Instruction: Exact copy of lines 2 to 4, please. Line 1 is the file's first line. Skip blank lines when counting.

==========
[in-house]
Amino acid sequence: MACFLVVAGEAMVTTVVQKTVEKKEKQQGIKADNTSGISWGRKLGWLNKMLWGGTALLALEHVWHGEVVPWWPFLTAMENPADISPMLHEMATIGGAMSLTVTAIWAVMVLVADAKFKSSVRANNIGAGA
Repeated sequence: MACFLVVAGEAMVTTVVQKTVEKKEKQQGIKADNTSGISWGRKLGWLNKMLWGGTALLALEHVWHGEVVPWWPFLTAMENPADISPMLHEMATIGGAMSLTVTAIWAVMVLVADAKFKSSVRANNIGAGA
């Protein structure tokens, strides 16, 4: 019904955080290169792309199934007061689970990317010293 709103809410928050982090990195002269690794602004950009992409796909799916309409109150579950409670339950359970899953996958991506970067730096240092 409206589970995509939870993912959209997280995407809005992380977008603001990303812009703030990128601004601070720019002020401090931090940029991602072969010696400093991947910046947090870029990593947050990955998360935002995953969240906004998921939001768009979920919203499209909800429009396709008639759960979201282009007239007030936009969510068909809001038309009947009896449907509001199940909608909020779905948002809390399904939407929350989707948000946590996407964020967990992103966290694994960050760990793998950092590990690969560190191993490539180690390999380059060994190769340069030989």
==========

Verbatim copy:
Amino acid sequence: MACFLVVAGEAMVTTVVQKTVEKKEKQQGIKADNTSGISWGRKLGWLNKMLWGGTALLALEHVWHGEVVPWWPFLTAMENPADISPMLHEMATIGGAMSLTVTAIWAVMVLVADAKFKSSVRANNIGAGA
Repeated sequence: MACFLVVAGEAMVTTVVQKTVEKKEKQQGIKADNTSGISWGRKLGWLNKMLWGGTALLALEHVWHGEVVPWWPFLTAMENPADISPMLHEMATIGGAMSLTVTAIWAVMVLVADAKFKSSVRANNIGAGA
């Protein structure tokens, strides 16, 4: 019904955080290169792309199934007061689970990317010293 709103809410928050982090990195002269690794602004950009992409796909799916309409109150579950409670339950359970899953996958991506970067730096240092 409206589970995509939870993912959209997280995407809005992380977008603001990303812009703030990128601004601070720019002020401090931090940029991602072969010696400093991947910046947090870029990593947050990955998360935002995953969240906004998921939001768009979920919203499209909800429009396709008639759960979201282009007239007030936009969510068909809001038309009947009896449907509001199940909608909020779905948002809390399904939407929350989707948000946590996407964020967990992103966290694994960050760990793998950092590990690969560190191993490539180690390999380059060994190769340069030989």